Up to 24,000 people a year in Northern Ireland visit emergency departments with minor head injuries or concussion, it has been revealed.
Information on the potentially deadly knocks is being distributed in schools after Benjamin Robinson, 14, from Carrickfergus, Co Antrim, collapsed during a school rugby match in January 2011 and died in hospital from head injuries.
The Headway brain injury charity has supported a new awareness-raising campaign.
Communications manager Luke Griggs said it was vital that sportspeople recognise that even a minor head injury can have major implications.
"When someone suffers a minor head injury, it can be difficult to assess the level of damage done.
"The symptoms may take some time to present themselves, which can lead to delays in receiving treatment.
" While the majority of minor head injuries will result in no lasting problems, when there are complications delays in receiving treatment can be fatal.
"It is vital we continue to raise awareness of concussion in sport by providing players, officials, coaches and parents with information on how to identify it and the appropriate actions to take."
The charity estimates that approximately 25-30,000 people of all ages visit emergency departments each year, with one in five admitted to hospital.
This means most of the other four out of five will present with minor head injuries/possible concussions that do not require admission and are not classified as moderate or severe head injuries.
The charity estimated that 20-24,000 people visit emergency departments each year with a head injury but are not admitted, suggesting they have sustained minor head injuries or possible concussions.
William Hayhurst, a medical student aged 22 from Belfast, has launched a Sideline Concussion campaign urging young athletes to be aware of the signs of the condition, emphasising the importance of recognising it on and off the playing field.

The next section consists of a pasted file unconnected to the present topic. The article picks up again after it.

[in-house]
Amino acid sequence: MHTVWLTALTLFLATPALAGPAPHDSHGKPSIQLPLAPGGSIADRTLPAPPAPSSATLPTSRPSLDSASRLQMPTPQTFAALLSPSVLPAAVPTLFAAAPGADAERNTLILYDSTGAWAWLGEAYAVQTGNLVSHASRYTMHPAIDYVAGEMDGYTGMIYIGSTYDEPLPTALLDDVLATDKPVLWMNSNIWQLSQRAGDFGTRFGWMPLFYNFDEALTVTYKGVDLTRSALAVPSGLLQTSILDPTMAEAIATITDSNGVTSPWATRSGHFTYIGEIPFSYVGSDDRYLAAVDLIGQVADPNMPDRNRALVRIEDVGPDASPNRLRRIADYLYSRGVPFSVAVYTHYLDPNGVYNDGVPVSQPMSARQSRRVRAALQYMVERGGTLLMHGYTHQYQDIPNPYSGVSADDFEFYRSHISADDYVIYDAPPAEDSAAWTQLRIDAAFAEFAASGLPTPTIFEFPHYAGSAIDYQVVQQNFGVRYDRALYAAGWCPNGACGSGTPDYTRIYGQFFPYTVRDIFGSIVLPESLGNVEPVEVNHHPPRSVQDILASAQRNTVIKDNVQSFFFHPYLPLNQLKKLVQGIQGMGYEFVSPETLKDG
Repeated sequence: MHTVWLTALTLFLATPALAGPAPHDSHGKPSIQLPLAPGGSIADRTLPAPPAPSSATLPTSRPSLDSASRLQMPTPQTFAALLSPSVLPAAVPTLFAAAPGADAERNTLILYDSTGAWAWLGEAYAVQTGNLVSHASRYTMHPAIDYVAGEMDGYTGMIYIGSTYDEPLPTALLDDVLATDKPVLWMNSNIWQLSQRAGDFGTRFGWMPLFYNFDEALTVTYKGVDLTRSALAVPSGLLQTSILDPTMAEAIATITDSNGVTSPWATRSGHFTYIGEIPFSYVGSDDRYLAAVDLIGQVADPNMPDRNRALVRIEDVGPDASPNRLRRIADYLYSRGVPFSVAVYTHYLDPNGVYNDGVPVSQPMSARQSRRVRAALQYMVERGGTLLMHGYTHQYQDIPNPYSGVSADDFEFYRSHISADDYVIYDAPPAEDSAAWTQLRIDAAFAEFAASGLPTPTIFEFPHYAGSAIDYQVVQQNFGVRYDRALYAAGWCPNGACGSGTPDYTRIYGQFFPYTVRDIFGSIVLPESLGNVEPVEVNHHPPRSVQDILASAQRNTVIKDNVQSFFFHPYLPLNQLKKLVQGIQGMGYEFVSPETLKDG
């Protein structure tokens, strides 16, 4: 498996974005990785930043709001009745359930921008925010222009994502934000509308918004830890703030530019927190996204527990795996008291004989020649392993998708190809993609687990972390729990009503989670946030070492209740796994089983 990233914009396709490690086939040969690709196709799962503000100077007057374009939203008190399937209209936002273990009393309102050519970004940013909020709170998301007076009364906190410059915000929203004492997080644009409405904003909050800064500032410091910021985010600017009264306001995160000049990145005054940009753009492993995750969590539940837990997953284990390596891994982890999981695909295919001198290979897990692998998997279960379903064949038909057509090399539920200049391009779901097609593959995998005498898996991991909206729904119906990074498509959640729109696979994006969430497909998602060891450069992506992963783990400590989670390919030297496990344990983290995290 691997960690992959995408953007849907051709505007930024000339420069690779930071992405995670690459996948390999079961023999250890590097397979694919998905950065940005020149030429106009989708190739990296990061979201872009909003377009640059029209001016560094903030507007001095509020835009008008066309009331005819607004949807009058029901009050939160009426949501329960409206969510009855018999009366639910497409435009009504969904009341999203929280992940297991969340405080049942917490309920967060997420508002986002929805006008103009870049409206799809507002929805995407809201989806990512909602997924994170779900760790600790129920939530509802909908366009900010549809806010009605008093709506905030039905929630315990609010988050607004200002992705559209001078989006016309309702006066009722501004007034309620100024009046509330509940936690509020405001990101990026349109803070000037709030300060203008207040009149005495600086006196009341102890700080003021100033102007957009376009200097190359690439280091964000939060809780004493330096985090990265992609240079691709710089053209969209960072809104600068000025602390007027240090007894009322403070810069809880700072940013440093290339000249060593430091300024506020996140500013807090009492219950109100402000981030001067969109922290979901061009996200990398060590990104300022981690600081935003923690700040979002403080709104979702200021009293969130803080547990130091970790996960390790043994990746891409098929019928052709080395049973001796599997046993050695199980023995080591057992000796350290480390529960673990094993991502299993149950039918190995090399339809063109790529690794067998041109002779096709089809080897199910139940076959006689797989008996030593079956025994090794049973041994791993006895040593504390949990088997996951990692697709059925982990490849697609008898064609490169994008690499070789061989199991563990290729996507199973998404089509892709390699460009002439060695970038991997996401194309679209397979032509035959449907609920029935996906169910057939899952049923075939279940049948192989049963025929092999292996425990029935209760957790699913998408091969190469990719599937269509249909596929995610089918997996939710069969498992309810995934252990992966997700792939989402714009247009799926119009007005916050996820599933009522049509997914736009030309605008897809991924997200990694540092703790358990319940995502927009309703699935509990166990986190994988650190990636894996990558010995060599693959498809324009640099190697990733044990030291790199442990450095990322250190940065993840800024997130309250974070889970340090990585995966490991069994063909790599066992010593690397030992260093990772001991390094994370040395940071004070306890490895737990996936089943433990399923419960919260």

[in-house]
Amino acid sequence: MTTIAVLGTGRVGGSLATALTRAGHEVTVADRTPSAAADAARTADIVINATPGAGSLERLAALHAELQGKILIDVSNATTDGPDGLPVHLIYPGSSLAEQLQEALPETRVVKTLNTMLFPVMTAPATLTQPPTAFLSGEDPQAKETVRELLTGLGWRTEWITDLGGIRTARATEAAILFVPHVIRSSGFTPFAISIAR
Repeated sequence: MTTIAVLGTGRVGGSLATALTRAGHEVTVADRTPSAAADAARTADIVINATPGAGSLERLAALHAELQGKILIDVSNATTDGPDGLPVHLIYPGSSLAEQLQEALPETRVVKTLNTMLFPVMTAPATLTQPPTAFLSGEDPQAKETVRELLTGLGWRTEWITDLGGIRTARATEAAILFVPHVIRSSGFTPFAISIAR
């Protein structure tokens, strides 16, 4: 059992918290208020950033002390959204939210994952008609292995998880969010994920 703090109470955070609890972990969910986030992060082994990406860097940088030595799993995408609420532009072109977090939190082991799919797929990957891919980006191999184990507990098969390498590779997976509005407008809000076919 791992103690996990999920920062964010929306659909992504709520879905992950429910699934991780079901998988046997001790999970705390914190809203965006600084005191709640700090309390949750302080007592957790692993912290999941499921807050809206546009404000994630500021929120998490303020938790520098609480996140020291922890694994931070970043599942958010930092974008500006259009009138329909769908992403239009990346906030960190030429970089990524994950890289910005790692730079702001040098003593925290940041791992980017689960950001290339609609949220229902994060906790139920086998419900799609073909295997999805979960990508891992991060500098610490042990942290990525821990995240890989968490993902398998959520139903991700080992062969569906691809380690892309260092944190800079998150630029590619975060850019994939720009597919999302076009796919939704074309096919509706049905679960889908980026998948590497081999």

The avid hockey player said: "In my experience young athletes often want to remain in play after a hard tackle or collision to avoid causing disruption to the game, sometimes out of fear of appearing weak or missing future games.
"They are also not always forced to leave the pitch and certainly aren't aware of what to look for as a sign of concussion following impact.
"My review of the current research literature on concussion also showed young athletes take longer to recover from minor head injuries and concussions than mature athletes."
Coroner Suzanne Anderson ruled that Benjamin Robinson died from second impact syndrome, which is caused when two concussive-type injuries are sustained within a short space of time.
She said it was the first death of its kind ever recorded in Northern Ireland and possibly a first for the UK.
The teenager's family has argued he should have been taken off the rugby pitch earlier and claimed if modern guidelines had been put in place he may still be alive.
Coaching staff and the referee were not made aware of Ben's neurological complaints and the teenager, who had been representing his local grammar school, continued to play until he collapsed unconscious at the end of the game.
He died in the Royal Victoria Hospital two days later.
His family have promised to fight for Ben's Law which would bring the UK into line with America where, in 40 states, those involved in contact sports have to sign up to concussion awareness guidelines.